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Anti-PQ anger on the eve of election

by Milos Kovacevic April 8, 2014
Anti-PQ anger on the eve of election

Protesters don’t mince words over PQ policies

Activists and politicians assembled Friday afternoon at Premier Pauline Marois’ doorstep on the corners of McGill College and Sherbrooke Street to show their anger and disappointment at what they consider the rising state-sanctioned exclusion against Quebec’s religious, linguistic, and ethnic minorities.

Conceived by Canadians for Coexistence (CfC), a group advocating for full Canadian inclusion, only a handful of the planned 200-some individuals came out to brave the wind and the rain. Although the weather might have chilled bodies it certainly failed to dampen the fiery rhetoric.

“We’re a group that believes in diversity in inclusion and the PQ is against our beliefs. They’re a group that very clearly believes in exclusion and division,” said founding member Norma O’Donnell, highlighting in particular the rights of Quebec’s religious and anglophone minorities.

When asked on her thoughts as to why anglophone rights aren’t more visible, she said there were many reasons; from sympathetic francophones who remain quiet because of social pressures, to an inability to connect with students.

“It’s seems like students in Quebec are more concerned about their tuition than their rights and freedoms, which is extremely disappointing,” she said about the number of youth protesters, and referring to the recent Charter of Values which would prohibit ostentatious religious displays and clothing by government employees, and last year’s failed Bill 14, which would have strengthened the primacy of the French language.

“We’ve spoken to students, we’ve encouraged them to participate in these rallies. Students don’t seem to be interested … and that’s where we have to try and bring the two together.”

Photo by Keith Race

Though interviewed well before Monday’s elections, O’Donnell said that one way or another, whoever wins, her group’s ambitions were only just beginning.

“Canadians for Co-Existence, as well as several of our other groups, are very much going to be working alongside these politicians … because we don’t plan to accept the same-old, same-old. We plan to see that whichever party gets into power, that things will be very different. We’re not going to be the same old Anglo groups who sat by quietly and let this happen.”

Echoing O’Donnell’s sentiments was Montreal’s Reverend Darryl Gray, former Kansas state senator and head of English rights group, Alliance Quebec, and current pastor of the Imani Family and Full Gospel Church.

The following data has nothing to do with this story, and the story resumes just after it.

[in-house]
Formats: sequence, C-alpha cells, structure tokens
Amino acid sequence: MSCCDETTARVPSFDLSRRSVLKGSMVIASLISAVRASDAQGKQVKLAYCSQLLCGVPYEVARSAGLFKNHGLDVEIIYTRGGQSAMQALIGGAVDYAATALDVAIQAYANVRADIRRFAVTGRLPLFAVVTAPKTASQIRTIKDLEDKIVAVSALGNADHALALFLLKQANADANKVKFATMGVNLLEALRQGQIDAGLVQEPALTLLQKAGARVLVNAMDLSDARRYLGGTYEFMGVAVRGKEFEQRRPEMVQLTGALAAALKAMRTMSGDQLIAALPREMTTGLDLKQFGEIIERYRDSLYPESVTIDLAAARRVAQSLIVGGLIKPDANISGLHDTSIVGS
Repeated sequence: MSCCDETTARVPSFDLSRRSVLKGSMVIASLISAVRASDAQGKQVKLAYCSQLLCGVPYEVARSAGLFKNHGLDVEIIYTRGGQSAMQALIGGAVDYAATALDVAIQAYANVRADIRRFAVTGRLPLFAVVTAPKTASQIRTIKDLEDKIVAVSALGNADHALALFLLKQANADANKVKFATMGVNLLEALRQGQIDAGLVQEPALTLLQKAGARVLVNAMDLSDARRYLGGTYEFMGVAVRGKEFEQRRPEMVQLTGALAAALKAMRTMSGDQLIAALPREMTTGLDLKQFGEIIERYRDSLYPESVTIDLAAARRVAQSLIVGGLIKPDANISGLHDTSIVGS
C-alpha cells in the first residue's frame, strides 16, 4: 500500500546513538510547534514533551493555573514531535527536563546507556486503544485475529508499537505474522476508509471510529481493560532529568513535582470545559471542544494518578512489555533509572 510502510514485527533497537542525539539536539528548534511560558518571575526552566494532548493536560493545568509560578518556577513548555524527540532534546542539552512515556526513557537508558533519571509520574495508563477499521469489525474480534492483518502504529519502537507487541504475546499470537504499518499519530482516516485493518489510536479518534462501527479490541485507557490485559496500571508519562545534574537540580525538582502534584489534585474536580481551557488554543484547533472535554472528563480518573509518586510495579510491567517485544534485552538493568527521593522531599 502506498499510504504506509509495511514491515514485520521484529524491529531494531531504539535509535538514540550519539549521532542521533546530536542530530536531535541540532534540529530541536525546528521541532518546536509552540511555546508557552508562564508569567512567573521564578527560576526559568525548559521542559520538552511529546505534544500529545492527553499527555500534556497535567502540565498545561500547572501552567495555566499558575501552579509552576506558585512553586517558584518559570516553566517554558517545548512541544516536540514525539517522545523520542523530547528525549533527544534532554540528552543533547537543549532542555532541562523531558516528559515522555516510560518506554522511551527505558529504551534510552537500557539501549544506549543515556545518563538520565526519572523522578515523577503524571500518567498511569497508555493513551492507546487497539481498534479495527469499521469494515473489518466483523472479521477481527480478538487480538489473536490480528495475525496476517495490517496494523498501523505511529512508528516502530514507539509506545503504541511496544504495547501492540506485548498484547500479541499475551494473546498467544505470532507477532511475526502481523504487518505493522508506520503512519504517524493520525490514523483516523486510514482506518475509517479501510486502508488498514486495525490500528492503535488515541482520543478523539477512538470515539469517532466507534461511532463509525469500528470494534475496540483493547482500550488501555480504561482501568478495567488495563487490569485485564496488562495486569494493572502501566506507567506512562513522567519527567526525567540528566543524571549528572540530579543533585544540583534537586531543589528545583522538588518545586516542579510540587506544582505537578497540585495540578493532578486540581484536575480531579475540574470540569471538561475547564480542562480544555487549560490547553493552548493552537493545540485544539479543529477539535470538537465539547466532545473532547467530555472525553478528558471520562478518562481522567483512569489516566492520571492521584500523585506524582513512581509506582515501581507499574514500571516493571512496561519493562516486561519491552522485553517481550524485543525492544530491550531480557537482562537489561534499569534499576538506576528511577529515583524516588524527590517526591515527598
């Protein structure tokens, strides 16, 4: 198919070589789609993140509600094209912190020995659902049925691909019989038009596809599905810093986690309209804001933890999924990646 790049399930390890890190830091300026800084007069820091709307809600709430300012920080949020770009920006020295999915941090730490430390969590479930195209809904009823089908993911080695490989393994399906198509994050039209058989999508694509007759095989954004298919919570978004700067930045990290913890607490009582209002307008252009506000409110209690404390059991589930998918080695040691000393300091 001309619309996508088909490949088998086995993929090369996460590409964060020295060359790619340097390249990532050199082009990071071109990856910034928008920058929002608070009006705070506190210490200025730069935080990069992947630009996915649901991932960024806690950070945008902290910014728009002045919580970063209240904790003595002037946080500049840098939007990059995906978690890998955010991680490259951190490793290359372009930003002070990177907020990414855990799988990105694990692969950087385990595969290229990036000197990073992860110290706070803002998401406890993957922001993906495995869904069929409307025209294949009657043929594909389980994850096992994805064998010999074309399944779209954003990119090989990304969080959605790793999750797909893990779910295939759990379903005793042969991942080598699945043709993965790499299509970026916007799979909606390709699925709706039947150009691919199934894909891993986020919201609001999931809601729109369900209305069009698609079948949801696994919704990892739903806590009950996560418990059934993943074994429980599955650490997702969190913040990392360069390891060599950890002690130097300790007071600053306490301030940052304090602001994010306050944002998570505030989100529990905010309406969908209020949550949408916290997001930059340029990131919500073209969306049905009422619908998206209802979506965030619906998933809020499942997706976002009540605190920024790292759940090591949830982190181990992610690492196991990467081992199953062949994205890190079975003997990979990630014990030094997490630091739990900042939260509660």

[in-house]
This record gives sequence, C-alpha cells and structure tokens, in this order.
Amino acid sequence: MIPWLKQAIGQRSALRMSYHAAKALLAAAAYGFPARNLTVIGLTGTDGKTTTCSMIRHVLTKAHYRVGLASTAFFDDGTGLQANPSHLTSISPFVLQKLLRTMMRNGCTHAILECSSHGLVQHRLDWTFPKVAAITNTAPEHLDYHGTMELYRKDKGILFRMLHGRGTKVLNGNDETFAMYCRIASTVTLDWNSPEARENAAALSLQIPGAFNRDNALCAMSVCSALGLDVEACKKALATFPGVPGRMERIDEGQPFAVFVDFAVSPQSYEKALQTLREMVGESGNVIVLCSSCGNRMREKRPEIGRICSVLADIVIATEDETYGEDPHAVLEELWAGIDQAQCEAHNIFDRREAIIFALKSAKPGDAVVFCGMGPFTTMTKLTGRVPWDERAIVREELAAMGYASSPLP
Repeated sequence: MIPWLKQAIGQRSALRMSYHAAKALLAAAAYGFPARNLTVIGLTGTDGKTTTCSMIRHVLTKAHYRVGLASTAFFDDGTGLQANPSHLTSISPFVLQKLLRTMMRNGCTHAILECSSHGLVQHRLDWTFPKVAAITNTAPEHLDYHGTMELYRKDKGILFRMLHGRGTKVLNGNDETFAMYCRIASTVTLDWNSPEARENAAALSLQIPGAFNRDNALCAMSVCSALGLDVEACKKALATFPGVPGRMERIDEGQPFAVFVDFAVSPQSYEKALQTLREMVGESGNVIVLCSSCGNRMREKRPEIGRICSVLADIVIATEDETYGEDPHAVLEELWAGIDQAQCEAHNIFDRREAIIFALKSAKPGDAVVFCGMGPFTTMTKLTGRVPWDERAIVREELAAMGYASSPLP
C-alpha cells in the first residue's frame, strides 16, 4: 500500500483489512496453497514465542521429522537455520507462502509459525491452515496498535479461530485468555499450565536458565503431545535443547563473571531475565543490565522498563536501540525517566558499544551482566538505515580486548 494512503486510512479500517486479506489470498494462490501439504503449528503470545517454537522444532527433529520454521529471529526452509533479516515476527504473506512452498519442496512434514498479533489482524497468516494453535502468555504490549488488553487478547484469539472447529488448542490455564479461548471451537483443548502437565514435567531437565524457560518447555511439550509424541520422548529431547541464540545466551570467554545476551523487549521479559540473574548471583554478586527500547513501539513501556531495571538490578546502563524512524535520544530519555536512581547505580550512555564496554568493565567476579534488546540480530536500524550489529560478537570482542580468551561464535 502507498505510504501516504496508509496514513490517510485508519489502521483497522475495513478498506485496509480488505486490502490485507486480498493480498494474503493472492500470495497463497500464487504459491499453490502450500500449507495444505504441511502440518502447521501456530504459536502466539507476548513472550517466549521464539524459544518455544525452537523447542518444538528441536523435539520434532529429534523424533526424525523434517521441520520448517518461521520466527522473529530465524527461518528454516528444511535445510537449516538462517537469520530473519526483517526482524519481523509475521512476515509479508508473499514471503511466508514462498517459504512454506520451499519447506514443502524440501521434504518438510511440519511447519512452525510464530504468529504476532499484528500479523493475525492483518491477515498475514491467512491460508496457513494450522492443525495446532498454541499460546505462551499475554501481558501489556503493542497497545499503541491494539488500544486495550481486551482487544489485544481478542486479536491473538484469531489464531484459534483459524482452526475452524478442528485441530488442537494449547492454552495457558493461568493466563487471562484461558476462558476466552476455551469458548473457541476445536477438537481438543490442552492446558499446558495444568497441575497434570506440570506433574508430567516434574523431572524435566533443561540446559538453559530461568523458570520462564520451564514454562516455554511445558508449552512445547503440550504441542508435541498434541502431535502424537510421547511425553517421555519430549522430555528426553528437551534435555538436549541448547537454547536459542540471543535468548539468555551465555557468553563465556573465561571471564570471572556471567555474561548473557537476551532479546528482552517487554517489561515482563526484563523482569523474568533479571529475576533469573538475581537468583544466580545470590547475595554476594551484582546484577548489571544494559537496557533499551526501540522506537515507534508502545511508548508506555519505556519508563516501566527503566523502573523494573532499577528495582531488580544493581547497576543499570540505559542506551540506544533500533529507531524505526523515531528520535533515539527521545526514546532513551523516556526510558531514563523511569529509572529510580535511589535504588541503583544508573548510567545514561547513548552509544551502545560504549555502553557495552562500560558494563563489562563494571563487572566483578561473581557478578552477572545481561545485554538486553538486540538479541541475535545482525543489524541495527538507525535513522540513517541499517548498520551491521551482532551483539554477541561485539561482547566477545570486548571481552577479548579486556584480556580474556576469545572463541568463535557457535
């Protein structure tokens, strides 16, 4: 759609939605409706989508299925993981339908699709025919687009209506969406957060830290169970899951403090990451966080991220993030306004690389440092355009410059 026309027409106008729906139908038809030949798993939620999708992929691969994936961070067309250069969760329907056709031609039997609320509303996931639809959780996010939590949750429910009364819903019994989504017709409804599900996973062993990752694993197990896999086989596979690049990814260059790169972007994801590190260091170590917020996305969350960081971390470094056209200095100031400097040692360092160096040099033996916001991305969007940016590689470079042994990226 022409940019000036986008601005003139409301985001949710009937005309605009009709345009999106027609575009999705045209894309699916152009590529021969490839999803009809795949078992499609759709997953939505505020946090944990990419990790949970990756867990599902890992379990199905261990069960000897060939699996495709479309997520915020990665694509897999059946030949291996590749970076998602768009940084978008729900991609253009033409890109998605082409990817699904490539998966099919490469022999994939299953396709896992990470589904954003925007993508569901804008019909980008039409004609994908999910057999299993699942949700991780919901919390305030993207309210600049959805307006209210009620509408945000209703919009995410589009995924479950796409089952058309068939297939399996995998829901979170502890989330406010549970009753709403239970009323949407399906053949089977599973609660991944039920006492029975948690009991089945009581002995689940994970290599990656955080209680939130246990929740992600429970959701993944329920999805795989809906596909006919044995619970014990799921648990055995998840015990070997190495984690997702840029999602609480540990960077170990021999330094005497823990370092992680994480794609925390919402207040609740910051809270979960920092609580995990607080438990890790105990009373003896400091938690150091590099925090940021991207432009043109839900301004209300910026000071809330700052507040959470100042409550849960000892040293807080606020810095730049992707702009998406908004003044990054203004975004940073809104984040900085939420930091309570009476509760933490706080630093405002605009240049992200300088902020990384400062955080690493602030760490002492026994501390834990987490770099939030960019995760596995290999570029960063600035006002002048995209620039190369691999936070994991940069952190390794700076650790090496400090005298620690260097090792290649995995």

“The reality that there needs to be a stronger voice in the anglophone community is something that concerns me. I think there are those who acknowledge that the PQ government has failed the anglophone community, it has failed communities of faith, it has failed students, it has failed people in ethnic and cultural communities. I think that somebody needs to show up and stand up and speak up,” said Gray.“I’m not concerned about the Bills themselves. It’s about the mindset that would create such a thing.”

Gray, who says he has supported civil rights movements for decades, was careful to draw distinctions and not paint everyone with the same brush.

“There are many people in the PQ … that do not submit or believe in the policies and the behavior and the attitude of their leadership. I think that it’s important to say that. But, having said that, the leadership too often reflects and speaks on behalf of the body — and that is unfortunate.”

“I’m not here to represent the Liberals, or the Green Party, or the NDP. I’m here to represent the person who best speaks to the human condition. Mrs. Marois will have to understand that she’s going to have to stop running away from Montreal, that she’ll have to embrace Montreal for the diversity that it is. I’m here because I need to be here, I’m here because I want to be here.”

Additional speakers included, amongst others, Green Party leader Alex Tyrell and Muslim community activist, Salman Shabad Saidi, who organized Montreal’s first World Hijab Day back in February and has been, like Tyrell, a very vocal critic of the Charter.

“When they introduced the ban on religious symbols, I began to see what direction they [the PQ] were headed,” said Saidi of his motivations. “They were […] laying out the platform for the right demographic — and by right demographic, I mean white, purlaine, speaking the same language.”

Saidi calls the PQ tactics cheap attempts at raising division for political reasons, and mocked Marois’ vision of Quebec.

“We have our own ideas that are based on tolerance, intelligence, diversity, and productivity,” Saidi said, adding that his strong words were necessary to reflect the very real undercurrents in Quebec which are only now beginning to be voiced.

“They’ve unleashed a campaign of hate and intolerance against minorities, [ and these tactics] never embodied any true Quebec values and went against much of the tolerance that this province has been showing.”

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